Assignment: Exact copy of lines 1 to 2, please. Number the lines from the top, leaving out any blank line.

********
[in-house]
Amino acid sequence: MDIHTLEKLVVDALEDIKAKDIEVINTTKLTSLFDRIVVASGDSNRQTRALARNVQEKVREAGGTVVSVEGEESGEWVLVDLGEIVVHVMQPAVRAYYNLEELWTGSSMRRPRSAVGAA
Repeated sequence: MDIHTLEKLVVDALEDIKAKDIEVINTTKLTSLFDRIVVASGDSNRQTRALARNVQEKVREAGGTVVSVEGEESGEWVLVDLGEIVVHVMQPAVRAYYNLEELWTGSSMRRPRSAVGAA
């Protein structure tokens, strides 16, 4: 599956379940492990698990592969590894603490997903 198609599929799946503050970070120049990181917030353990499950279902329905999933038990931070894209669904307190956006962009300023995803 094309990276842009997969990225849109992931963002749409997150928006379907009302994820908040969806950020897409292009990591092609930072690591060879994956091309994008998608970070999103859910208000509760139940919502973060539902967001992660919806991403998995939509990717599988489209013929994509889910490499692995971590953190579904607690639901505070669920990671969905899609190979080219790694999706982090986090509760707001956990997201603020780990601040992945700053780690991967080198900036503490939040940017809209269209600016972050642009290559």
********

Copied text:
[in-house]
Amino acid sequence: MDIHTLEKLVVDALEDIKAKDIEVINTTKLTSLFDRIVVASGDSNRQTRALARNVQEKVREAGGTVVSVEGEESGEWVLVDLGEIVVHVMQPAVRAYYNLEELWTGSSMRRPRSAVGAA